Additionally, the company seems to have stopped looking for a buyer. French telecommunications firm Alcatel was close to a merger with Lucent in May, but the deal failed in a dispute over control of the proposed new company.
"Who's going to buy them?" asks Sagawa, noting it would take a large, diverse company — along the lines of General Electric, say — to both afford Lucent's assets and take advantage of them. Instead, he feels Lucent should concentrate on what is now its core business, selling fixed-line switches and wireless equipment to big phone companies: "Now they just have to execute what they said they were going to do."
And Lucent still has valuable assets like its famous research center, Bell Labs. Chief executive Henry Schacht has promised Lucent will "maintain the core" of Bell Labs in its efforts to carry on as a productive "research and development house."
Bell Labs Timeline
2003: A Telecom Odyssey
The problems Lucent is facing are hardly unique, however. So far, 2001 is shaping up as a year of historically bad magnitude in the industry, and Lucent's layoffs and losses were just part of a week of carnage among telecommunications equipment makers and their employees which may have marked its nadir.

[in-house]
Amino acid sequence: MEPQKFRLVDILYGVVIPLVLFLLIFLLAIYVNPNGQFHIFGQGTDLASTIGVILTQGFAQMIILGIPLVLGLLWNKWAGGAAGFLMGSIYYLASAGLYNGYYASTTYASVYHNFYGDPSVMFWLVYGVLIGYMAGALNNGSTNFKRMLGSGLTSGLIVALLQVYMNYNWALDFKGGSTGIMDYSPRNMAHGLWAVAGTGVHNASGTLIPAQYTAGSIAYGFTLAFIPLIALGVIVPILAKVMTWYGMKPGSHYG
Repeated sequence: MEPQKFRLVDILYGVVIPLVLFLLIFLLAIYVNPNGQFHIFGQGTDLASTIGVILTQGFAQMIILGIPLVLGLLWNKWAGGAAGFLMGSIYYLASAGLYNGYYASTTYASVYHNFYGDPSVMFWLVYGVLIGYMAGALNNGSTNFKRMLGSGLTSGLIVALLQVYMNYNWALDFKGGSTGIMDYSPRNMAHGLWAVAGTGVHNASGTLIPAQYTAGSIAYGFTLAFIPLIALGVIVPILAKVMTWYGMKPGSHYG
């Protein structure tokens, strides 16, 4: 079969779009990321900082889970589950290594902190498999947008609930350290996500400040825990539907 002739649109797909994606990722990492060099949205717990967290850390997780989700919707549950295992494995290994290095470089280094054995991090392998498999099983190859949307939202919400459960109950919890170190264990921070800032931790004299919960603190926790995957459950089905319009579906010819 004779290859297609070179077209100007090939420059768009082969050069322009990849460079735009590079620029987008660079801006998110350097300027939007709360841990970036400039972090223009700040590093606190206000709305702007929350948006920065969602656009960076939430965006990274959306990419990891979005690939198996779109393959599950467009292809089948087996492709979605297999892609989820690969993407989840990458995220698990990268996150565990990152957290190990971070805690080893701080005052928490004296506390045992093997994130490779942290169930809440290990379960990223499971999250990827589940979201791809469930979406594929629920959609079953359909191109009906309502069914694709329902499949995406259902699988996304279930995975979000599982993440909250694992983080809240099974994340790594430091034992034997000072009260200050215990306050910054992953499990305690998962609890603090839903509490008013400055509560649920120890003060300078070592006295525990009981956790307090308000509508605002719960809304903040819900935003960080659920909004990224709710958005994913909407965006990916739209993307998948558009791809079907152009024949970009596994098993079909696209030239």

JDS Uniphase, for instance, announced a quarterly loss of $7.9 billion and 7,000 job cuts in addition to 9,000 layoffs made earlier in the year, on top of a $44.8 billion write-off based on the lower value of companies it has acquired — one of the biggest in corporate history. Nortel announced a $19.4 billion quarterly loss on July 19 and Corning Inc. announced a $4.76 billion loss, based on two large write-offs (although it reported increased sales).
"We're in a situation of survival mode," says Sagawa, who says he does not expect an upturn in profits for the big telecom equipment makers until 2003. He adds: "None of them are generating any cash, and they're carrying tremendous debt. You can either generate cash or stop spending."
So for now, the telecom equipment makers are trying to control their burn rates, before they simply burn out and crash.